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Gas Dosimeters As Detector for Gas Chromatography

Title data

Schönauer-Kamin, Daniela ; Wagner, Ricarda ; Bäther, Wolfgang ; Moos, Ralf:
Gas Dosimeters As Detector for Gas Chromatography.
Event: The 18th International Meeting on Chemical Sensors, IMCS2021 , May 30 - June 6, 2021 , online conference.
(Conference item: Conference , Speech )

Abstract in another language

Gas chromatography (GC) is an important tool for the analysis of trace gases. In a chromatography column, the components of the sample are completely separated from a mixture of substances. Individual gas pulses occur at the retention times of the respective gas species . These are converted afterwards by a GC detector into an electrical sensor signal and a chromatogram originates It shows the detector signal, means the analyte-depending concentration peaks, versus analysis time. To achieve the total amount of each substance, i.e., for quantitative analysis, the detector signal must be timely integrated. For small peaks that are difficult to distinguish from background noise and that are in the range of the detection limit, peak integration is often subject to errors. A concept for a novel kind of detector is presented in this study, where the timely integral of the concentration can be determined directly, without mathematical integration. The concept of an impedimetric gas dosimeter, that measures directly the amount of a certain gas species is evaluated as a GC detector. The concept is validated with cancerogenic epichlorohydrin serving as a model substance.

The gas dosimeter concept consists of two phases, the sorption and the regeneration phase (Fig. 1). During sorption, the analyte is sorbed on the functional material and simultaneously the electrical properties change linearly. If the concentration of the model substance is zero, the signal remains constant and no desorption should occur. The sensor signal increases as soon as the substance is available. Then, the change of the sensor signal corresponds directly to the amount of the analyte and the time derivative is determined by the concentration of the substance. After a certain sorption state is reached, a regeneration, e.g. thermally or by UV light, is necessary to reset the signal. The dosimeter concept itself is already proven for detection of NOx and NO2 at high working temperatures and even for devices operated at room temperature.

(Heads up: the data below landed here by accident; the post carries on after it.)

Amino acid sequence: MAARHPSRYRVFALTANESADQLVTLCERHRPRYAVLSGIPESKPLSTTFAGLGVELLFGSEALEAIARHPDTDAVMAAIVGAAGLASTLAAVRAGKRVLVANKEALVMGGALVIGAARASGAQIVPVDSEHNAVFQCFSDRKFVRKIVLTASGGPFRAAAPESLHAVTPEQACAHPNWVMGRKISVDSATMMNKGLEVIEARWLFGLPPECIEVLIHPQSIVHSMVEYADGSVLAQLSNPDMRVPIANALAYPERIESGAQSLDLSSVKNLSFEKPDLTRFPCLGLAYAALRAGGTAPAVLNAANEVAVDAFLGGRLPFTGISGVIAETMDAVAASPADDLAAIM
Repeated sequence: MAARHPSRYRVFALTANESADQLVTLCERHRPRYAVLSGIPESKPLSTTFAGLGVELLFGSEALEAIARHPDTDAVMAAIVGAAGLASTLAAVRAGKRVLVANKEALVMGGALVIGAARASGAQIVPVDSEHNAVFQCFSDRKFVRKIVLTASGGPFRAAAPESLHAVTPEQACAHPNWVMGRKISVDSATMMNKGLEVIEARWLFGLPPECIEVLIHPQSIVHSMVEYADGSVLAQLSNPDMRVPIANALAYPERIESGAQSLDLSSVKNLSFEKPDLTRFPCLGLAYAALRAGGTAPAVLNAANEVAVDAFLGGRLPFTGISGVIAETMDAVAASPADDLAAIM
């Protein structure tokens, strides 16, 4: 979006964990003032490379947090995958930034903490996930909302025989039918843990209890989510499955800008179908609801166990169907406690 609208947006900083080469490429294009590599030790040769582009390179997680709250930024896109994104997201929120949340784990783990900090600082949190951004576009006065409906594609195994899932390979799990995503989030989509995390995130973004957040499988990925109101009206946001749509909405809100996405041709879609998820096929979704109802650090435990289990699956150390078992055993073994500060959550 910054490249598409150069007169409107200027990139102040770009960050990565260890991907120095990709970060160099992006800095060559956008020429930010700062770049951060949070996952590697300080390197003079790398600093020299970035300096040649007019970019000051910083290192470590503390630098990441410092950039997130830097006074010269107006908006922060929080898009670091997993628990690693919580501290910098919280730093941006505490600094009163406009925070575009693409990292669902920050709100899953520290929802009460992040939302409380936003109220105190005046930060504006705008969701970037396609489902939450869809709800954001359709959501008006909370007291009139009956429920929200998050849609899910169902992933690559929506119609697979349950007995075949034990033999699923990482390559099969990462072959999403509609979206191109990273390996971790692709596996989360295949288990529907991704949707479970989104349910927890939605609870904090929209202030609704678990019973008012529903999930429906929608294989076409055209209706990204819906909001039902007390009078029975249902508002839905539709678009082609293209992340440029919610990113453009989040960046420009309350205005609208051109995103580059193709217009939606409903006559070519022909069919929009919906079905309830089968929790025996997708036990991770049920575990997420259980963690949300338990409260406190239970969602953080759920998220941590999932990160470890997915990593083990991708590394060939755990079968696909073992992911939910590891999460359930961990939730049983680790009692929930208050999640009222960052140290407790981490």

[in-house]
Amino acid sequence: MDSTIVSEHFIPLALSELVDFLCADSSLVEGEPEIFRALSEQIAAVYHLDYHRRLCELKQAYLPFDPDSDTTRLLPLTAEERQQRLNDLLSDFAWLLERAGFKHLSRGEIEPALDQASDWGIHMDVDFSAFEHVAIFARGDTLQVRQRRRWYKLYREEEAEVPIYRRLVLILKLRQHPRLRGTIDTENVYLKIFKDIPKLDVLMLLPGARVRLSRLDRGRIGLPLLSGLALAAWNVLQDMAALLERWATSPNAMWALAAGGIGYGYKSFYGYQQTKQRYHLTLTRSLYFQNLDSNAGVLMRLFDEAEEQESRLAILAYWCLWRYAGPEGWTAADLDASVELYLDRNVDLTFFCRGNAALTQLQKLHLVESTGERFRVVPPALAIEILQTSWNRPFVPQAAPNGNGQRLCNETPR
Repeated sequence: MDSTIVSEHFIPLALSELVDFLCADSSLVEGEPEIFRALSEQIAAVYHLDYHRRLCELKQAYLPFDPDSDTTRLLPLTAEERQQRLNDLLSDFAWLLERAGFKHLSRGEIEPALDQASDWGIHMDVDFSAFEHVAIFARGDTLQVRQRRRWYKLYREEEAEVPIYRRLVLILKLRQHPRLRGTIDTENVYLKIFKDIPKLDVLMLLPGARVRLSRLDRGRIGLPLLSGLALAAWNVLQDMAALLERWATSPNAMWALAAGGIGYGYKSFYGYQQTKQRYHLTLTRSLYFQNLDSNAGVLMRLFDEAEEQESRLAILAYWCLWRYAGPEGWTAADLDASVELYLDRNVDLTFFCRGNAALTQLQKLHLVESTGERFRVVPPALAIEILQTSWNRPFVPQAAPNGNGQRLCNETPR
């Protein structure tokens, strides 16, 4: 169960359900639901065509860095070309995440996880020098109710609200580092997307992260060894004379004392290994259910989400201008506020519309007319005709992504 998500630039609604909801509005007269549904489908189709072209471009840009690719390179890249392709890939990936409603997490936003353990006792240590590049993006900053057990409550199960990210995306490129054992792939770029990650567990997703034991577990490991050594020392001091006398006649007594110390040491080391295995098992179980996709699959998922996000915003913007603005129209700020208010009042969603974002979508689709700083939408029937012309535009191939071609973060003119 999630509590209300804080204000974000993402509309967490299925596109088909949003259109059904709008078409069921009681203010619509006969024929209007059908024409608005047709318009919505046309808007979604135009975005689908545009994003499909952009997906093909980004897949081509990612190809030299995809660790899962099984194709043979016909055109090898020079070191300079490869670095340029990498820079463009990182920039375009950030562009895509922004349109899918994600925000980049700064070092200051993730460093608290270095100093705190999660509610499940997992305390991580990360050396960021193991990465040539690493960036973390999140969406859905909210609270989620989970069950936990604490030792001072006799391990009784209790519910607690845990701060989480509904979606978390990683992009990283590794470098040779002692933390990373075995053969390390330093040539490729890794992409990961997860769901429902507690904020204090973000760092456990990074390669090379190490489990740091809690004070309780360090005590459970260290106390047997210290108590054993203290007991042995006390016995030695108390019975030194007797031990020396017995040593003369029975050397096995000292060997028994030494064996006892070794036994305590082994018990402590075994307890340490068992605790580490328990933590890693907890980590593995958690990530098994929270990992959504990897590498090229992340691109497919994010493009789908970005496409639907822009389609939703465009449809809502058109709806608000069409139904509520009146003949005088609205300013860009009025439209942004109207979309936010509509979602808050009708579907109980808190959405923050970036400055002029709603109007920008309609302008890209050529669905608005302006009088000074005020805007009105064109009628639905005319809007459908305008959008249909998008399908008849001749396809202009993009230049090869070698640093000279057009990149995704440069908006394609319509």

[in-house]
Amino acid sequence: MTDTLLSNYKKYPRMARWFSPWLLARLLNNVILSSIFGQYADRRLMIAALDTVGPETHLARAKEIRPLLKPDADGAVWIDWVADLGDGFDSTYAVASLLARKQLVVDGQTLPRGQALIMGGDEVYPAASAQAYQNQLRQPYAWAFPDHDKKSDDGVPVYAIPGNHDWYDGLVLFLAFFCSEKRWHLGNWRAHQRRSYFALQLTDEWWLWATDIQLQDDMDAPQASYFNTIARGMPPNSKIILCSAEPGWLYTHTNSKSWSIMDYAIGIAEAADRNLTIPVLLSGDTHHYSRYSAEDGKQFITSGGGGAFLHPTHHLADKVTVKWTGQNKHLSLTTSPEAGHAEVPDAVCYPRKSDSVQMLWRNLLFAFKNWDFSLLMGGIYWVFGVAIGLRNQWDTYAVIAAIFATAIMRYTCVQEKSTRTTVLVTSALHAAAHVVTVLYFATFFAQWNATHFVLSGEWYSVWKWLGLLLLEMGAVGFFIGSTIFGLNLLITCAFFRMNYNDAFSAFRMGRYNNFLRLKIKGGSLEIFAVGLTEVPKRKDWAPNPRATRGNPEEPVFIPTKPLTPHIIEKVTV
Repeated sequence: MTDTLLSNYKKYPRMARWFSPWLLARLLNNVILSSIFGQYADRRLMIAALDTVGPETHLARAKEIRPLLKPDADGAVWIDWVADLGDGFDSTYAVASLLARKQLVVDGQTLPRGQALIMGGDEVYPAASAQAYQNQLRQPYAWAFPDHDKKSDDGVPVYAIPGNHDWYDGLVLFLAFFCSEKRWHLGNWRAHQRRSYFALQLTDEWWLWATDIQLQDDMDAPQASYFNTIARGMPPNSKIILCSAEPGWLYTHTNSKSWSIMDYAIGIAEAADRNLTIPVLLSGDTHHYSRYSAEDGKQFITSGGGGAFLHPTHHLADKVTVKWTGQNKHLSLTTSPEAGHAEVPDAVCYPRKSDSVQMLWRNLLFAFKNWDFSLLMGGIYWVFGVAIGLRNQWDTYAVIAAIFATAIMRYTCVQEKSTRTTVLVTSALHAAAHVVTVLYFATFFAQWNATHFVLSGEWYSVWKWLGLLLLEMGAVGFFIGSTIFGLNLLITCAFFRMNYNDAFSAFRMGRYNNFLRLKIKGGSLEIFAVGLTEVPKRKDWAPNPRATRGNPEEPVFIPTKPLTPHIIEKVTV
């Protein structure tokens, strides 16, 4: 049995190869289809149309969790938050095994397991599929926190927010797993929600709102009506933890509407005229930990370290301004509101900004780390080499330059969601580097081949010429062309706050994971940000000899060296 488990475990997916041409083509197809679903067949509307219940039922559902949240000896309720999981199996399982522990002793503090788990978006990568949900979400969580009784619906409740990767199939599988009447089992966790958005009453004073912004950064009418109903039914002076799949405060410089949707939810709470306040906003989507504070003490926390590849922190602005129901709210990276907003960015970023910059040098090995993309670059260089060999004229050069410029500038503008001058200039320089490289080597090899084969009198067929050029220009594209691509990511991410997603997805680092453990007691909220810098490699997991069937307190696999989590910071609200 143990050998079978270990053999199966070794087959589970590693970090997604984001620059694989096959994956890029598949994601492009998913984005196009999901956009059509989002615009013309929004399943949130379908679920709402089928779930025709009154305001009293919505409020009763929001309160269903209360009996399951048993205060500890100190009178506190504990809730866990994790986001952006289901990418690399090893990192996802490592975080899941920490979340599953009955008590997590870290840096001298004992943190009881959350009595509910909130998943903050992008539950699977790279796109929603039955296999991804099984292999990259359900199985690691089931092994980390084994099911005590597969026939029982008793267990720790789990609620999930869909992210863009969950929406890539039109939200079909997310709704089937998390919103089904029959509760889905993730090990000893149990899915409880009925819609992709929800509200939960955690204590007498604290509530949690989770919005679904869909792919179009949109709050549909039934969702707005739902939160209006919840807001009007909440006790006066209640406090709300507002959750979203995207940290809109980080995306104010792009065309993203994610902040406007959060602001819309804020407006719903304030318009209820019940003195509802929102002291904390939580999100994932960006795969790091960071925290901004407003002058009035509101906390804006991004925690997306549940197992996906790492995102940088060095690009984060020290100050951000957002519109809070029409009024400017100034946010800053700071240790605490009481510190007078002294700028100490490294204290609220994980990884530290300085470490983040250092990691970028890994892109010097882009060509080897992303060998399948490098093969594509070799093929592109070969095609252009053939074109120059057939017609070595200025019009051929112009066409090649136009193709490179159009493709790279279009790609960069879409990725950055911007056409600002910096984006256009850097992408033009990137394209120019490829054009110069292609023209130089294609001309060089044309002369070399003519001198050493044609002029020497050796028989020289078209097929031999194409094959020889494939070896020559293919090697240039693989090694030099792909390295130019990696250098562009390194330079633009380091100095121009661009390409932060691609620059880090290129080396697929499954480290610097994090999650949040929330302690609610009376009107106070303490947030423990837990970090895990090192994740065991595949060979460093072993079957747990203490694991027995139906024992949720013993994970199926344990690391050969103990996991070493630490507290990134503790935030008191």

For the purpose of detection of epichlorohydrin and to proof the concept of gas dosimeters as GC detectors, we focused on room temperature operation. It has been reported that copper-containing zeolites change their electrical properties during epichlorohydrin sorption. We investigated different MFI-type zeolites, e.g. one with M = 200 and 0.27 wt-% Cu. They were applied by screen-printing on alumina substrates equipped with interdigitated Au electrodes and fired at 650 °C. The sensors were mounted in a gas purgeable tube and were exposed to dry synthetic air. Epichlorohydrin was added in the ppm-range by special experimental setups. The electrical properties are measured by impedance spectroscopy (f = 1 MHz, Ueff = 1 V). Since zeolites are poorly conducting in dry atmospheres, the capacitance C was determined. As sensor signal, the relative capacitance change (C-C0)/C0 was calculated, with C0 being the capacitance in base gas and C the capacitance during epichlorohydrin sorption.

Initial results of zeolite MFI 200 with 0.27 wt-% Cu are shown in Fig. 2. The relative capacitance change (C-C0)/C0 (given in ppm) during exposure to 16.5 ppm epichlorohydrin is plotted versus time. The sensor signal shows dosimeter-type behavior, meaning that the signal increases linearly during epichlorohydrin exposure and remains constant after the dosing pulse. No desorption effects are visible. In real application behind a GC column, a typical concentration peak is plotted schematically in Fig. 3. The expected sensor signal of a gas dosimeter shows, that the sensor signal increases directly depending on the current concentration (= slope of the curve) and remains at a constant sensor signal after the analyte peak, which corresponds directly to the total amount of the analyte. The dosimeter signal of MFI 200 with 0.27 wt-% Cu was determined in this operation mode, too. Epichlorohydrin was sorbed at an activated carbon filter for a certain loading time (40 min) and was pulse-like thermally desorbed (P = 250 W) afterwards. The dosimeter results, the sensor signal (C-C0)/C0, and the corresponding time derivative, are shown in Fig. 4. The filter was unloaded twice (100 and 400 s) and the dosimeter shows a clear signal change which depends on the desorbed amount of epichlorohydrin. The shape of the time derivative corresponds approximately to a typical concentration peak after a GC column.

This study shows, that a sensitive material for detection of epichlorohydrin with dosimeter-type characteristics at room temperature was found. Therefore, the potential exists to develop a detector for gas chromatography, whereby the sensor detects directly the total amount of an analyte peak downstream of a GC column.

Further data

Item Type: Conference item (Speech)
Refereed: Yes
Institutions of the University: Faculties > Faculty of Engineering Science
Faculties > Faculty of Engineering Science > Chair Functional Materials > Chair Functional Materials - Univ.-Prof. Dr.-Ing. Ralf Moos
Profile Fields > Advanced Fields > Advanced Materials
Research Institutions > Research Centres > Bayreuth Center for Material Science and Engineering - BayMAT
Result of work at the UBT: Yes
DDC Subjects: 600 Technology, medicine, applied sciences > 620 Engineering
Date Deposited: 30 Jun 2021 13:09
Last Modified: 30 Jun 2021 13:09
URI: https://eref.uni-bayreuth.de/id/eprint/66359